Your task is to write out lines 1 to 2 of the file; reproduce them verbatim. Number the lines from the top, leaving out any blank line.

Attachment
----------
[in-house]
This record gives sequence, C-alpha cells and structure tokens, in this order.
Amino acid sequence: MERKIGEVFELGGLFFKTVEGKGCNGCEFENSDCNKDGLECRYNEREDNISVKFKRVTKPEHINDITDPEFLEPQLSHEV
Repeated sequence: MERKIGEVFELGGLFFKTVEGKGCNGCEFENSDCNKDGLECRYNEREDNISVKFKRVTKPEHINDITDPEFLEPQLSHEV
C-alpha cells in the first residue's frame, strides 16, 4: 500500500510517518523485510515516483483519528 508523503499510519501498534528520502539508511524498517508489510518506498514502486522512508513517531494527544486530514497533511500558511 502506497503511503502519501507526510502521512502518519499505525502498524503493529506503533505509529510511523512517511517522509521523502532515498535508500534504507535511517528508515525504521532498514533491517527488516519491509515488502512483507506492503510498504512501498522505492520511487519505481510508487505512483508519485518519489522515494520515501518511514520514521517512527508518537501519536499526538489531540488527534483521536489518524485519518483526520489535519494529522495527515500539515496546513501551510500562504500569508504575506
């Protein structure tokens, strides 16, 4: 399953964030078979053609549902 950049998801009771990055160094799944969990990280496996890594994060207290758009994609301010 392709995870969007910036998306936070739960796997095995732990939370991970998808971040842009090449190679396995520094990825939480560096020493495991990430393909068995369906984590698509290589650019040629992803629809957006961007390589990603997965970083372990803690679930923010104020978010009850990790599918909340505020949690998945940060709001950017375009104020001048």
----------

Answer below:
[in-house]
This record gives sequence, C-alpha cells and structure tokens, in this order.